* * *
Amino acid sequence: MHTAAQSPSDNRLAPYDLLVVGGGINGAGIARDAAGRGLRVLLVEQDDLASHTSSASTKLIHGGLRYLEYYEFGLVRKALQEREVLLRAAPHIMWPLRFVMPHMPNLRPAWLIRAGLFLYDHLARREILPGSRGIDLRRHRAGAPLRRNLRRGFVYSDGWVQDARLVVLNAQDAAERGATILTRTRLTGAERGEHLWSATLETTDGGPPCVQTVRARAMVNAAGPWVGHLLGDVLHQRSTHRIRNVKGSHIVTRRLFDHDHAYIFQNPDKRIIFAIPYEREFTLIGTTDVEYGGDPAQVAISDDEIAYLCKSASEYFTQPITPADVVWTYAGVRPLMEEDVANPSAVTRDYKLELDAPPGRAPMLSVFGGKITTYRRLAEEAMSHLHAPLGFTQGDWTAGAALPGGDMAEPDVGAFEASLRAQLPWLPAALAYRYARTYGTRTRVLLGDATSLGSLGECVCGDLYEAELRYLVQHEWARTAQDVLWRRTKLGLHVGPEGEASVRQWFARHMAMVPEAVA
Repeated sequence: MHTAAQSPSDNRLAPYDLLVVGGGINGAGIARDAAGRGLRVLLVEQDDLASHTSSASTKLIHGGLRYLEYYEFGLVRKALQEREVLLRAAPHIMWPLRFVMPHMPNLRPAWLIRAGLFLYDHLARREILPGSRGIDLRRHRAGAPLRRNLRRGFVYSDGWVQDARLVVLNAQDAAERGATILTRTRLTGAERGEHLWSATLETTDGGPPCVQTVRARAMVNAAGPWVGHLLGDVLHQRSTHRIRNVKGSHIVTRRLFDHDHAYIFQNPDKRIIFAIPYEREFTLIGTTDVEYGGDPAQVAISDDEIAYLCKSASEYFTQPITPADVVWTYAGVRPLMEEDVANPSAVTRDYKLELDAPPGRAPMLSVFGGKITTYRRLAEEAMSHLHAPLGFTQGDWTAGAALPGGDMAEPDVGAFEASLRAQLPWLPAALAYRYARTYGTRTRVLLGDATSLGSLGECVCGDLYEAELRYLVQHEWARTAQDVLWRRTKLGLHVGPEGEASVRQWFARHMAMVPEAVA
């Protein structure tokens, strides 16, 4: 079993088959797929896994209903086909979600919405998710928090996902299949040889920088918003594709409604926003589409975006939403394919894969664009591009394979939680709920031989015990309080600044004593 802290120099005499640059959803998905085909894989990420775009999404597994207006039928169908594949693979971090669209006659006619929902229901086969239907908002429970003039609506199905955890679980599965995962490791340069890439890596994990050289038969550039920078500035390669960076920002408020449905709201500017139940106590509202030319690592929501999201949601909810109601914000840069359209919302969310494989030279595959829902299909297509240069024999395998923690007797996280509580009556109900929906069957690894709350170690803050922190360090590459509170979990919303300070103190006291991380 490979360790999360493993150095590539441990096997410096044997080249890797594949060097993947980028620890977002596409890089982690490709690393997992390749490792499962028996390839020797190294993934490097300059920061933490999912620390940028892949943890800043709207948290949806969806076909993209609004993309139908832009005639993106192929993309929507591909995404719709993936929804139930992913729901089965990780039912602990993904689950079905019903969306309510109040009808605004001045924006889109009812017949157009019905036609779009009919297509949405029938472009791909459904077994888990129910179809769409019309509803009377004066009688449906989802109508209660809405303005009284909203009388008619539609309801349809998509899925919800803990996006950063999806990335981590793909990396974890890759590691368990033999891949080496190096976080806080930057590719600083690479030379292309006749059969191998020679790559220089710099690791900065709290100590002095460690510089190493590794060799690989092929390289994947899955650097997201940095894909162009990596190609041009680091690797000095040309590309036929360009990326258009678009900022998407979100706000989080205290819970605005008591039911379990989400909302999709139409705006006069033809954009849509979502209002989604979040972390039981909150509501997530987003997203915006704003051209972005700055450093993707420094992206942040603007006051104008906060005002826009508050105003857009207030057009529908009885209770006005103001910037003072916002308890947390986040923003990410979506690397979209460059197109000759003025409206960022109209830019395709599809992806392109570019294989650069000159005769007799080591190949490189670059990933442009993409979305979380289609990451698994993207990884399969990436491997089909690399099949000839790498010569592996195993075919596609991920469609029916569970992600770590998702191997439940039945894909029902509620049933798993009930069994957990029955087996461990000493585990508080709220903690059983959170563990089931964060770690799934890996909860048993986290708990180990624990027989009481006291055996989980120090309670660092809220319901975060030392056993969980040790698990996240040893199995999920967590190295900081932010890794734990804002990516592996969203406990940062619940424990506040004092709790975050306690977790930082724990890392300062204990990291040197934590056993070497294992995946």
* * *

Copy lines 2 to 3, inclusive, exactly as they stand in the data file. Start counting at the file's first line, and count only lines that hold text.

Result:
Repeated sequence: MHTAAQSPSDNRLAPYDLLVVGGGINGAGIARDAAGRGLRVLLVEQDDLASHTSSASTKLIHGGLRYLEYYEFGLVRKALQEREVLLRAAPHIMWPLRFVMPHMPNLRPAWLIRAGLFLYDHLARREILPGSRGIDLRRHRAGAPLRRNLRRGFVYSDGWVQDARLVVLNAQDAAERGATILTRTRLTGAERGEHLWSATLETTDGGPPCVQTVRARAMVNAAGPWVGHLLGDVLHQRSTHRIRNVKGSHIVTRRLFDHDHAYIFQNPDKRIIFAIPYEREFTLIGTTDVEYGGDPAQVAISDDEIAYLCKSASEYFTQPITPADVVWTYAGVRPLMEEDVANPSAVTRDYKLELDAPPGRAPMLSVFGGKITTYRRLAEEAMSHLHAPLGFTQGDWTAGAALPGGDMAEPDVGAFEASLRAQLPWLPAALAYRYARTYGTRTRVLLGDATSLGSLGECVCGDLYEAELRYLVQHEWARTAQDVLWRRTKLGLHVGPEGEASVRQWFARHMAMVPEAVA
């Protein structure tokens, strides 16, 4: 079993088959797929896994209903086909979600919405998710928090996902299949040889920088918003594709409604926003589409975006939403394919894969664009591009394979939680709920031989015990309080600044004593 802290120099005499640059959803998905085909894989990420775009999404597994207006039928169908594949693979971090669209006659006619929902229901086969239907908002429970003039609506199905955890679980599965995962490791340069890439890596994990050289038969550039920078500035390669960076920002408020449905709201500017139940106590509202030319690592929501999201949601909810109601914000840069359209919302969310494989030279595959829902299909297509240069024999395998923690007797996280509580009556109900929906069957690894709350170690803050922190360090590459509170979990919303300070103190006291991380 490979360790999360493993150095590539441990096997410096044997080249890797594949060097993947980028620890977002596409890089982690490709690393997992390749490792499962028996390839020797190294993934490097300059920061933490999912620390940028892949943890800043709207948290949806969806076909993209609004993309139908832009005639993106192929993309929507591909995404719709993936929804139930992913729901089965990780039912602990993904689950079905019903969306309510109040009808605004001045924006889109009812017949157009019905036609779009009919297509949405029938472009791909459904077994888990129910179809769409019309509803009377004066009688449906989802109508209660809405303005009284909203009388008619539609309801349809998509899925919800803990996006950063999806990335981590793909990396974890890759590691368990033999891949080496190096976080806080930057590719600083690479030379292309006749059969191998020679790559220089710099690791900065709290100590002095460690510089190493590794060799690989092929390289994947899955650097997201940095894909162009990596190609041009680091690797000095040309590309036929360009990326258009678009900022998407979100706000989080205290819970605005008591039911379990989400909302999709139409705006006069033809954009849509979502209002989604979040972390039981909150509501997530987003997203915006704003051209972005700055450093993707420094992206942040603007006051104008906060005002826009508050105003857009207030057009529908009885209770006005103001910037003072916002308890947390986040923003990410979506690397979209460059197109000759003025409206960022109209830019395709599809992806392109570019294989650069000159005769007799080591190949490189670059990933442009993409979305979380289609990451698994993207990884399969990436491997089909690399099949000839790498010569592996195993075919596609991920469609029916569970992600770590998702191997439940039945894909029902509620049933798993009930069994957990029955087996461990000493585990508080709220903690059983959170563990089931964060770690799934890996909860048993986290708990180990624990027989009481006291055996989980120090309670660092809220319901975060030392056993969980040790698990996240040893199995999920967590190295900081932010890794734990804002990516592996969203406990940062619940424990506040004092709790975050306690977790930082724990890392300062204990990291040197934590056993070497294992995946």